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Before leaving, I packed some snacks. Snacks are essential when drinking all afternoon. I brought healthy stuff- veggies, an herby greek yogurt dip, hummus, gluten free pretzels and some fresh fruit (not pictured). My aunt brought cheese, pepperoni and crackers.

 

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Our first stop Mazza Chautauqua Cellars . This is a really clean, simple place. There is a small tasting bar, a small cafe area (which has always been closed when I have been there) and a small shop area. The employees are always super friendly and helpful. I enjoy their Bare Bones White and Bare Bones Red- depending on the season. They are great table wines and a safe bet to bring to share at a book club or dinner party.

 

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Next up was Johnson Estate Winery. When I used to drink sweet wine, I drank A LOT of their Concord. It’s like grape juice. While I am happy not to drink such sweet wine anymore, I like some of their other ones and I love the space. It is kind of dark and cellar like in here, in a really beautiful way. My family members are not actually big wine drinkers so they really enjoyed some of the sweet wines offered here. I bought a bottle of their Proprietor’s Red. Another semi dry table wine that goes with just about anything.

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Noble Winery was our third stop. This may be my favorite winery. They offer a wide range of wines, but more than their wine, I really enjoy the atmosphere. It is a large space and very open. There is seating indoors and out. They offer cheese plates and some other small dishes, but they strongly encourage you to pack a picnic and enjoy it on the property overlooking the vineyards. The staff is very friendly too. My favorite part of this place has absolutely nothing to do with wine. They have dogs there. They just roam the property and visit with people. They are super nice and love to get their bellies rubbed. I only saw one this time but there have been two the other times I visited. I bought a bottle of their Marechal Foch described as “Dry earthy wine with a splash of dark cherry & bramble,pairs well w/greek food”. This was my first time tasting it and I really liked it. (I haven’t been into reds in a couple of years and I am happy to be back to them this Fall)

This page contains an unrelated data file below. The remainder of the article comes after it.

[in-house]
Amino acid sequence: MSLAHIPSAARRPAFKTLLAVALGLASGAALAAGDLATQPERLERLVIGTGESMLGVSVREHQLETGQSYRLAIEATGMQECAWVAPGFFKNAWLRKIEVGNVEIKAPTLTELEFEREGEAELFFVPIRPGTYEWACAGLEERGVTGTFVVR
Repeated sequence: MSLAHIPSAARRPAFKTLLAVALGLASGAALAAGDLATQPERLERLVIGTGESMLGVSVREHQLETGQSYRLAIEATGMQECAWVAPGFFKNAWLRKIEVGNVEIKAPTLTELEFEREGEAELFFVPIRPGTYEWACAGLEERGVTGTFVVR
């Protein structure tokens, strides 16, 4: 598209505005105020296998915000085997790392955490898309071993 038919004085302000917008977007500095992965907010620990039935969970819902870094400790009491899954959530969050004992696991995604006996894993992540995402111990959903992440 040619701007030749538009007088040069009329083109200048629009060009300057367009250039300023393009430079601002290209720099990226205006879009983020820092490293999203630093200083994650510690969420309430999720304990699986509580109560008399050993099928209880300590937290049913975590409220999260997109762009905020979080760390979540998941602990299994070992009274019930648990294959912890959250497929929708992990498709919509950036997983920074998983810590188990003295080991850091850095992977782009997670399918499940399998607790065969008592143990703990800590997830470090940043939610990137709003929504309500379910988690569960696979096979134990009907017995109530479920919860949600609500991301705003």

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After some snacks in the car, our next step was Quincy Cellars. I absolutely love this space and put it on the short list for possible future wedding venues long before I had a partner I even considered marrying. My family was not a huge fan of the wines offered here because there wasn’t much sweet stuff on the tasting menu, but I always enjoy their wines. I don’t remember exactly what I bought here, but I am pretty sure it was a white wine. I like to keep a few around for lighter dinners that would be overpowered by a red wine.

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Next up was a family favorite, Heritage Wine Cellars. While I think the space is pretty interesting and I sometimes like the informal vibe, I am not that into their wines. They all just seem a bit too sweet for me. They just leave an open bottle of each of their wines on the counter with little tasting cups and it is kind of a free for all. I think I might get a better read off from some of their wines if they were chilled. Luckily, my family really enjoys their sweet wines and bought more here than anywhere else.